1. “Fade the Gap”. Because the Dow gapped up, the first play of the day is to fade the gap. When price fell beneath the Day’s R1 pivot, this created the confirmation needed for a short trade. The target, $132.20, was achieved quickly with ease. Entry: $132.68. Exit @ Profit: $132.20. Gain: $0.48

     

  2. “Impulse Buy” trade and “Moving Average Test”. New Momentum High results in a trade setup to test the most recent high. In combination, we have ‘support’ from the rising 20 period moving average. Target: R1 Pivot.

    Entry near $132.35, Target $132.68… not achieved fully. Exit near $132.60. Profit: $0.25    

     

  3. Represents “Profit Target” and could be an aggressive ‘short’ trade targeting either the 20 or 50 moving average. I do not note it as an ‘ideal trade’ here.

     

  4. “Support Buy” After a swing down, we are looking for a ‘swing up’ in price, and hope to find it at the 50 period moving average. One could have also waited for a test of the “Daily Pivot” at $132.00. Both trades – even though ideal – resulted in a stop-loss. The stop would have cost anywhere from $0.15 to $0.30, depending on your strategy for placing stops.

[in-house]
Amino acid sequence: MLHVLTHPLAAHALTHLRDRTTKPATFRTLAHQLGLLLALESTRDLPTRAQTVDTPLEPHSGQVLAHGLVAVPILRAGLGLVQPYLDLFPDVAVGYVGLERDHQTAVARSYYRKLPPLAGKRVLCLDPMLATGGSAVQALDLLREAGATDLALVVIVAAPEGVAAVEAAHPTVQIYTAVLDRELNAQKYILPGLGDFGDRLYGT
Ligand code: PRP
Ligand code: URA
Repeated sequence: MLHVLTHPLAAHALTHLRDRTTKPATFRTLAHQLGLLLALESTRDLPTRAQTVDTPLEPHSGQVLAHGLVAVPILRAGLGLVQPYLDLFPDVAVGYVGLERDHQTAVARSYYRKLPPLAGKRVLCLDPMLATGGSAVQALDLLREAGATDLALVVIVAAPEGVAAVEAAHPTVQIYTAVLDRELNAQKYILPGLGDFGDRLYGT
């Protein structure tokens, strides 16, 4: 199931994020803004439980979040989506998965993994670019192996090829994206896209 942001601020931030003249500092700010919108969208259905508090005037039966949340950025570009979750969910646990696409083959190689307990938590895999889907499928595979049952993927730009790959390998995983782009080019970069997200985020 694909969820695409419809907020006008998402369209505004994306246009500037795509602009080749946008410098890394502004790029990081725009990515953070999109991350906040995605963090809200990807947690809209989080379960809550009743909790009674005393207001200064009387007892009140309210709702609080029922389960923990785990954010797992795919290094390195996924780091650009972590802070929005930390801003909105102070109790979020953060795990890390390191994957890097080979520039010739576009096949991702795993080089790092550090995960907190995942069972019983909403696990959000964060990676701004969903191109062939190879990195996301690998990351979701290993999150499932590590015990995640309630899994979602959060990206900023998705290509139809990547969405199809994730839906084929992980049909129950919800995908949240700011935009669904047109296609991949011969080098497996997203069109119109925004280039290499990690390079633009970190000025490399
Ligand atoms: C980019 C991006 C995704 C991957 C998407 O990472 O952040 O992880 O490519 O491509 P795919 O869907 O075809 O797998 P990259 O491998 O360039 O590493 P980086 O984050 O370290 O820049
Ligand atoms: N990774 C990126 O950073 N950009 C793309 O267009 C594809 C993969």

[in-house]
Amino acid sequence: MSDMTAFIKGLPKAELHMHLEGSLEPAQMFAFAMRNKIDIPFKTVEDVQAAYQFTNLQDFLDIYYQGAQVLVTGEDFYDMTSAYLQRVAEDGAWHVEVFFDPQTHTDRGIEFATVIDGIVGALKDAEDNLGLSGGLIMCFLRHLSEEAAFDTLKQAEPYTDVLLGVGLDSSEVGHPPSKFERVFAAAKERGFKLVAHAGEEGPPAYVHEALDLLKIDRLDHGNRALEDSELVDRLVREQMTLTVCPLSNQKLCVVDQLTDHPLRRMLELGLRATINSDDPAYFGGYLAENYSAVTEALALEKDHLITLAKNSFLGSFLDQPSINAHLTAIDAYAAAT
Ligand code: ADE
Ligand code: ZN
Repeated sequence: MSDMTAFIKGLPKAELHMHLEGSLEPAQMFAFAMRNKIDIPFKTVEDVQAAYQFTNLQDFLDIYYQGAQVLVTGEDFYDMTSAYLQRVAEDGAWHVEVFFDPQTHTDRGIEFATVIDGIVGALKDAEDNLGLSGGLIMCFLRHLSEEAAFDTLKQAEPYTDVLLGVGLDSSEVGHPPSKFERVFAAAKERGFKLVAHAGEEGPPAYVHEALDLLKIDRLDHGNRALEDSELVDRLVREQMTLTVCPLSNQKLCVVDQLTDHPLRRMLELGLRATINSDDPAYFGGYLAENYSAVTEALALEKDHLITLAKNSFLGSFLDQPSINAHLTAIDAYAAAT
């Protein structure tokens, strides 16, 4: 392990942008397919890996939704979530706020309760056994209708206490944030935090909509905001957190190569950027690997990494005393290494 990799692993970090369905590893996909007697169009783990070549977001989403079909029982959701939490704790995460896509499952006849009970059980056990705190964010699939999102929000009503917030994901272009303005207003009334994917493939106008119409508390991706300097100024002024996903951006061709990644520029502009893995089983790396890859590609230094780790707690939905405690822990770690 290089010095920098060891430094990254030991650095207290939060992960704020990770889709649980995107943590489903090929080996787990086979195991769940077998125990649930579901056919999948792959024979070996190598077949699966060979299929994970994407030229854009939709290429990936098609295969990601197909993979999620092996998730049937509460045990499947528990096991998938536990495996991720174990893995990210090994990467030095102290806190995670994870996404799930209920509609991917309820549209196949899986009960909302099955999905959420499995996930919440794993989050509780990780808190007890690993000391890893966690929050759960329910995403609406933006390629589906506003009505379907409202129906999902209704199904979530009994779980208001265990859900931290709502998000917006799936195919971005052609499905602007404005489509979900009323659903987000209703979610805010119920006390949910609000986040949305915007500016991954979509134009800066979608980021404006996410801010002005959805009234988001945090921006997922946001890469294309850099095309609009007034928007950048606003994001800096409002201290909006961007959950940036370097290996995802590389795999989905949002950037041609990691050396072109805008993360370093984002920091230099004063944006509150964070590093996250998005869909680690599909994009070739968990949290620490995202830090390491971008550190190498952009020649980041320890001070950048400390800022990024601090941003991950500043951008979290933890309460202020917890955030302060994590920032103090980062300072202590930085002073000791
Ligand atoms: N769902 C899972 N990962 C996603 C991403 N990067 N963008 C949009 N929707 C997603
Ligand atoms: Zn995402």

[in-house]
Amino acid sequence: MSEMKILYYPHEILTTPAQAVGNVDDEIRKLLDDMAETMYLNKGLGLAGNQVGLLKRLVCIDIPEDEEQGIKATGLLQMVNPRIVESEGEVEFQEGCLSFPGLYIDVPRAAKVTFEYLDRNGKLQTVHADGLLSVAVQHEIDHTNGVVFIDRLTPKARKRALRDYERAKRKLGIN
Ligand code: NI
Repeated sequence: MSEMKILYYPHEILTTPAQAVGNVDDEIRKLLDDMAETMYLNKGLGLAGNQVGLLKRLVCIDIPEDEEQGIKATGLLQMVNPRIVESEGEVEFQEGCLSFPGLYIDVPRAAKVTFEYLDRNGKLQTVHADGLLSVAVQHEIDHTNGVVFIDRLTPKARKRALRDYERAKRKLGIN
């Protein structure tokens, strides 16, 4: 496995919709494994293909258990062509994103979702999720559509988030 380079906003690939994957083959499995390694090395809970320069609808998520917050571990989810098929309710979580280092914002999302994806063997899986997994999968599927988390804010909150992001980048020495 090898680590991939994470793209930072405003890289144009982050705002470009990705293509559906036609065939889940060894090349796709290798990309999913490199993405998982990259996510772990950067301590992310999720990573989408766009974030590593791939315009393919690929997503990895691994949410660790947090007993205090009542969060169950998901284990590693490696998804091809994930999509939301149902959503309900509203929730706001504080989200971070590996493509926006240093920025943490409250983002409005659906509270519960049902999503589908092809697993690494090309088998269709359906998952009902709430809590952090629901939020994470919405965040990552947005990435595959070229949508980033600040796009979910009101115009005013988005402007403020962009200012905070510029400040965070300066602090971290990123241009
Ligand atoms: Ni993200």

5. Represents possible “short” trade with tight stop above either the daily pivot or the moving averages

     

  6. Represents a “second entry” into the same ideal trade set-up Both have entry near $132 and target #1 as the Daily S1 Pivot or the rising 200 period moving average. Both trades would have achieved their objective.

     

  7. Entry short: $132.00 and target (achieved) at $132.62… which was also the exact low of the day. Profit: $0.38

     

  8. “Support Buy” and “Momentum Buy Divergence” trade. Momentum divergence occurs from the 3/10 oscillator, and the ‘dual support’ zone occurs from the 200 period MA and the daily S1.

    Target, Daily Pivot (or moving averages) near $132. Profit: $0.38.

     

  9. “Support Buy” and “Momentum Buy Divergence”. Price fell to the rising 200 period MA, which can be expected to be support. As an added bonus, we observe a slight positive momentum divergence. Target: Moving average resistance, daily pivot, and $132 ’round number’ resistance. Target achieved and exceeded. Profit: $0.20 (ultimately had greater follow-through, beyond the initial target)